"Sellers" - Don't let your Home Sale fall apart!

Avoid these 5 common mistakes/traps;

Tread carefully in the weeks ahead because if you make one of these common seller mistakes, your deal may not close.

1. Forgetting about/Ignoring your contingencies - 

If your contract requires you to do something before the sale, DO IT! If the buyers make the sale CONTINGENT on certain repairs, don't do cheap patch-jobs and expect the buyers not to notice the fixes weren't done properly.

2. Neglecting to fix obvious things that break or will break - 

The last thing any Seller needs is for the Buyers to notice during the pre-closing walk-through that the home isn't in the same condition as it was when they made their offer. When things fall apart in a home about to be purchased, Sellers must make the repairs. If the air conditioner fails, get a professional to fix/service it and inform the Buyers that it was done. When you fail to maintain the home, Buyers may lose confidence in your integrity and the condition of the home may come in to question. The Buyer may very well back out of the deal.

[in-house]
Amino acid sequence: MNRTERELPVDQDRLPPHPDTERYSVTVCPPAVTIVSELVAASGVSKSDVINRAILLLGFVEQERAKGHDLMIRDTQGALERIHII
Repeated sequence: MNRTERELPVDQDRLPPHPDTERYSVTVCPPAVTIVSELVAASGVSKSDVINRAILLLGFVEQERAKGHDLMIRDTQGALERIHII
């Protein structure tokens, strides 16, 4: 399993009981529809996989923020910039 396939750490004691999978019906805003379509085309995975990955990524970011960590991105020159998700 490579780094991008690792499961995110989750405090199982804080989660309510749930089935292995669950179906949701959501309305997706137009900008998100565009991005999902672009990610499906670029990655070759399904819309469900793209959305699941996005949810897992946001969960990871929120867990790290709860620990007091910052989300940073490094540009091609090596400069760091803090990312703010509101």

3. Losing track of Deadlines - 

Treat deadlines as sacrosanct. If you have three days to accept or reject the home inspection, make your decision within three days. If you’re selling, move out a few days early, so you can turn over the keys at closing.

4. Digging in/Refusing to Negotiate any further - 

Once you’ve negotiated a price, it’s natural to calculate how much you’ll walk away with from the closing table. However, problems uncovered during inspections will have to be fixed. The appraisal may come in at a price below what the buyers offered to pay. Be prepared to negotiate with the buyers over these bottom-line-influencing issues.

5. Hide Liens from Buyers - 

Did you neglect to mention that Uncle Sam has placed a tax lien on your home or you owe six months of homeowners association fees? The title search is going to turn up any liens filed on your house. To sell your house, you have to pay off the lien (or get the borrower to agree to pay it off). If you can do that with the sales proceeds, great. If not, the sale isn’t going to close.